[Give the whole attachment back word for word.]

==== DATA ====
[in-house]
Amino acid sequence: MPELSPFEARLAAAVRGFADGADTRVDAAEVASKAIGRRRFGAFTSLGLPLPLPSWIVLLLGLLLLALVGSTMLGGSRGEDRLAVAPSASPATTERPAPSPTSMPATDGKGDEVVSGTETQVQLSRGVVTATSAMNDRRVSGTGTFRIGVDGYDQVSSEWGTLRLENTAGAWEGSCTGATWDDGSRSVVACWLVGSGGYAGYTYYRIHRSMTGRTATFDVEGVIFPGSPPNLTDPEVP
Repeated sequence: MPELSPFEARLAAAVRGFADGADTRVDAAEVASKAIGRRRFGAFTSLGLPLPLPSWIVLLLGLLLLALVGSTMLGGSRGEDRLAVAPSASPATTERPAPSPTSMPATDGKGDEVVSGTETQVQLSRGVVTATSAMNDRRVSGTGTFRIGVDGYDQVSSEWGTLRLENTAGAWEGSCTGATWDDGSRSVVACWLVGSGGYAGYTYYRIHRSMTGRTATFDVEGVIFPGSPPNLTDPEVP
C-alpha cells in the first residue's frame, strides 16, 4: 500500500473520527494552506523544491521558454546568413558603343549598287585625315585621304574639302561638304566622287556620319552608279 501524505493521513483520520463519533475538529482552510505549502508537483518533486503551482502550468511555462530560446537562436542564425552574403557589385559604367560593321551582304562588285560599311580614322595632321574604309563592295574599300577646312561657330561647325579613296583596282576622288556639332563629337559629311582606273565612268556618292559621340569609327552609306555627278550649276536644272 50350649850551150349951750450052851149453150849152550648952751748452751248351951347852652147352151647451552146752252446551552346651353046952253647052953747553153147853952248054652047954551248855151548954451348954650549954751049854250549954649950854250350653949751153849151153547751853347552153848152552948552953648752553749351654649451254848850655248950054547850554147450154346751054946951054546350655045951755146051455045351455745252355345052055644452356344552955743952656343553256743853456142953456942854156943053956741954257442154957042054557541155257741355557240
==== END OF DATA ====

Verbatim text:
[in-house]
Amino acid sequence: MPELSPFEARLAAAVRGFADGADTRVDAAEVASKAIGRRRFGAFTSLGLPLPLPSWIVLLLGLLLLALVGSTMLGGSRGEDRLAVAPSASPATTERPAPSPTSMPATDGKGDEVVSGTETQVQLSRGVVTATSAMNDRRVSGTGTFRIGVDGYDQVSSEWGTLRLENTAGAWEGSCTGATWDDGSRSVVACWLVGSGGYAGYTYYRIHRSMTGRTATFDVEGVIFPGSPPNLTDPEVP
Repeated sequence: MPELSPFEARLAAAVRGFADGADTRVDAAEVASKAIGRRRFGAFTSLGLPLPLPSWIVLLLGLLLLALVGSTMLGGSRGEDRLAVAPSASPATTERPAPSPTSMPATDGKGDEVVSGTETQVQLSRGVVTATSAMNDRRVSGTGTFRIGVDGYDQVSSEWGTLRLENTAGAWEGSCTGATWDDGSRSVVACWLVGSGGYAGYTYYRIHRSMTGRTATFDVEGVIFPGSPPNLTDPEVP
C-alpha cells in the first residue's frame, strides 16, 4: 500500500473520527494552506523544491521558454546568413558603343549598287585625315585621304574639302561638304566622287556620319552608279 501524505493521513483520520463519533475538529482552510505549502508537483518533486503551482502550468511555462530560446537562436542564425552574403557589385559604367560593321551582304562588285560599311580614322595632321574604309563592295574599300577646312561657330561647325579613296583596282576622288556639332563629337559629311582606273565612268556618292559621340569609327552609306555627278550649276536644272 50350649850551150349951750450052851149453150849152550648952751748452751248351951347852652147352151647451552146752252446551552346651353046952253647052953747553153147853952248054652047954551248855151548954451348954650549954751049854250549954649950854250350653949751153849151153547751853347552153848152552948552953648752553749351654649451254848850655248950054547850554147450154346751054946951054546350655045951755146051455045351455745252355345052055644452356344552955743952656343553256743853456142953456942854156943053956741954257442154957042054557541155257741355557240